Investing In Teacher Development

Does The Flat World and Education provide all of the answers? No, and it shouldn’t. This book provides some important lines of inquiry and thinking that should be front and center as we discuss implementation of new funding streams as we recover from Covid and as we look at new investments that will come in Title I. As Cardona and his team look to completely reinvent Title II (both under ESEA and, likely, the Higher Education Act), Darling-Hammond’s data and conclusions on teacher induction and ongoing teacher support need to be central to the discussion. They may not be adopted whole cloth (and probably shouldn’t) but if they aren’t part of the debate, we are missing a central point to meaningful education improvement. We have ignored or avoided these discussions for too long. But if we are going to emphasize the science, then we should be looking to the data and the real-life case studies that can be pointed to to demonstrate true impact.

From Eduflack’s latest over on Medium, where I explore lessons we can learn today from the book penned by Linda Darling-Hammond more than a decade ago.

Better Reading Teacher Prep in NJ

“If we can all agree on the importance of following the science when it comes to reopening our schools, why does New Jersey so solidly reject the idea of following the science when it comes to teaching our youngest learners to read? Why do we reject the science when it comes to doing what is proven effective in equipping virtually all students with the literacy skills necessary to succeed in middle school, high school, post secondary, and life?”

Eduflack’s latest for the NJ Education Report

Teaching The Capitol Riot

I was honored to be a part of this important panel discussion on the BAM Radio Network, as we discussed how educators can, should, must discuss the Capitol riot in their classrooms.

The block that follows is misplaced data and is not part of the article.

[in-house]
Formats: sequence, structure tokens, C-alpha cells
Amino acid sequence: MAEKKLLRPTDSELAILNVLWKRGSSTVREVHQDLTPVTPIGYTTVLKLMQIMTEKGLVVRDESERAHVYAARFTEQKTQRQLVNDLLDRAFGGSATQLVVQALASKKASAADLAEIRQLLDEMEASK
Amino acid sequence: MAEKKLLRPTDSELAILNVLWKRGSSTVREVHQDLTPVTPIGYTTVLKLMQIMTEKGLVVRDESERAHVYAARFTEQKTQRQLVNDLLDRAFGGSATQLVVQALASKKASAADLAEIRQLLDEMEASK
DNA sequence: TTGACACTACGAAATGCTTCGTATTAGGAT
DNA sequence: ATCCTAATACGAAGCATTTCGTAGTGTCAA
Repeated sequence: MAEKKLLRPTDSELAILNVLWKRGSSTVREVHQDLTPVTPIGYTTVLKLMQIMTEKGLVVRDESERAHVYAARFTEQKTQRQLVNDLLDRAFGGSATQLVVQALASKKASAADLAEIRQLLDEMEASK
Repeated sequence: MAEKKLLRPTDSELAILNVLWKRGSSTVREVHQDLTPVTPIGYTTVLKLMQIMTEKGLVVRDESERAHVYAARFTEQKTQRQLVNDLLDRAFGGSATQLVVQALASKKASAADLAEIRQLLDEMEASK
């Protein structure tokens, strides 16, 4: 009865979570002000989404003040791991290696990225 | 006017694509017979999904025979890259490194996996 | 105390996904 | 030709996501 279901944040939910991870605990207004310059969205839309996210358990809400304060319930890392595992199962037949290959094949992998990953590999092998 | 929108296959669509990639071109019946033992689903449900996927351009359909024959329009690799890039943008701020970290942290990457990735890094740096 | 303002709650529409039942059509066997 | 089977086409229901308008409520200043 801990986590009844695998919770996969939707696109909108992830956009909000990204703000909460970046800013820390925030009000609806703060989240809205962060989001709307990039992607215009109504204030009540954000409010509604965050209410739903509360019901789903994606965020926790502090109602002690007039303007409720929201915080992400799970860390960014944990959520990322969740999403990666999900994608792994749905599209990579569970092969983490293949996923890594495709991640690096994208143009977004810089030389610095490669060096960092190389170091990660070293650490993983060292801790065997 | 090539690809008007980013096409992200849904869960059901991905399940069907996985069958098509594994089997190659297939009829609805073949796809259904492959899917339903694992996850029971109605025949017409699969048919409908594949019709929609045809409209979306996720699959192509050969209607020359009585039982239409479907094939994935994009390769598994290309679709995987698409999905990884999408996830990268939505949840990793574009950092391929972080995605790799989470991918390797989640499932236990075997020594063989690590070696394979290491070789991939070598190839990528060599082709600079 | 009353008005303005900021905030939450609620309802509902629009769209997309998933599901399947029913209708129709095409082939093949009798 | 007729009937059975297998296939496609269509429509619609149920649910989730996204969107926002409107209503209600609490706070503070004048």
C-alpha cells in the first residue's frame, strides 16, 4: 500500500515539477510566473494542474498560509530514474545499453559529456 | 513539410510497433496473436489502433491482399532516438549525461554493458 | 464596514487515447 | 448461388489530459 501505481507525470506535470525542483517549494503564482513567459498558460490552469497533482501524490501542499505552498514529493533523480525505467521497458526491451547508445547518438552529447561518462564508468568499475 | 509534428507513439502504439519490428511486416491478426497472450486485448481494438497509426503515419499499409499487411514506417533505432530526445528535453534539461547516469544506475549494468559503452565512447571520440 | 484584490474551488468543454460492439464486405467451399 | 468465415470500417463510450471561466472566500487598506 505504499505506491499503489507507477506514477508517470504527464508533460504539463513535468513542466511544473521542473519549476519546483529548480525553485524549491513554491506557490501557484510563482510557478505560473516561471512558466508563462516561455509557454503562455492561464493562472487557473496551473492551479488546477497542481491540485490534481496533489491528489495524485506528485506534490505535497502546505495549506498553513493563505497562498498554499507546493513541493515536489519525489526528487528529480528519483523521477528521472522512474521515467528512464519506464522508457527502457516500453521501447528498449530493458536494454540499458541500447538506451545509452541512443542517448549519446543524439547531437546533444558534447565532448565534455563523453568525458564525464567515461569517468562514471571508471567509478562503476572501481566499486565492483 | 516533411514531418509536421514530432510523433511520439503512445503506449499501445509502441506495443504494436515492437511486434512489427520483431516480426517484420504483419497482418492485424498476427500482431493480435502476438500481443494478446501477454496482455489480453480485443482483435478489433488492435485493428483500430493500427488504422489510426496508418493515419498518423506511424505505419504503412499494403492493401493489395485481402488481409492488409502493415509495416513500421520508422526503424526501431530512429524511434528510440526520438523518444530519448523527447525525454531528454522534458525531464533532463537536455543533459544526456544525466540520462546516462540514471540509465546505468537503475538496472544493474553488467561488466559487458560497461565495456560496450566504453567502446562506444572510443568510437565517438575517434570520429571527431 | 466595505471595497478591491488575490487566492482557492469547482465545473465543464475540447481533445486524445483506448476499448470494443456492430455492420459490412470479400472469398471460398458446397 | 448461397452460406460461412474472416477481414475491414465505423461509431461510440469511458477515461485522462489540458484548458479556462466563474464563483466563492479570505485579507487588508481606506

Dear ol’ Eduflack gets that many parents want to keep politics out of the classroom. And I understand that many teachers worry their administrators won’t have their backs on such controversial issues. But our kids don’t live in a bubble. They will learn of such ugly issues, whether we teach them or not.

Case in point. On the day of the siege, my 13-year-old daughter came into my office late in the afternoon, wanting me to explain what was happening. When I asked how she knew, she simply said the issue was blowing up her TikTok feed. Our kids know.

So give it a listen here. It’ll be worth the time — https://www.bamradionetwork.com/track/special-report-eight-educators-share-thoughts-on-discussing-sedition-in-the-classroom/

It Is Time for an American History Ed Czar

“Look at 2020 to understand how important a history education czar is to improving K-12 and post-secondary education.

“We’ve witnessed history happening before our eyes, from how the world addressed a global health pandemic to how our nation addressed the call of Black Lives Matter. We’ve seen the first woman and woman of color elected to the second-highest office. And we’ve watched this wondering that no matter how significant, how history-making, how will we effectively teach about 2020 in the future?”

From dear ol’ Eduflack’s latest in the Stamford (CT) Advocate, calling for the Biden Administration to establish an American history education czar.

Making What is “Boring” Interesting Again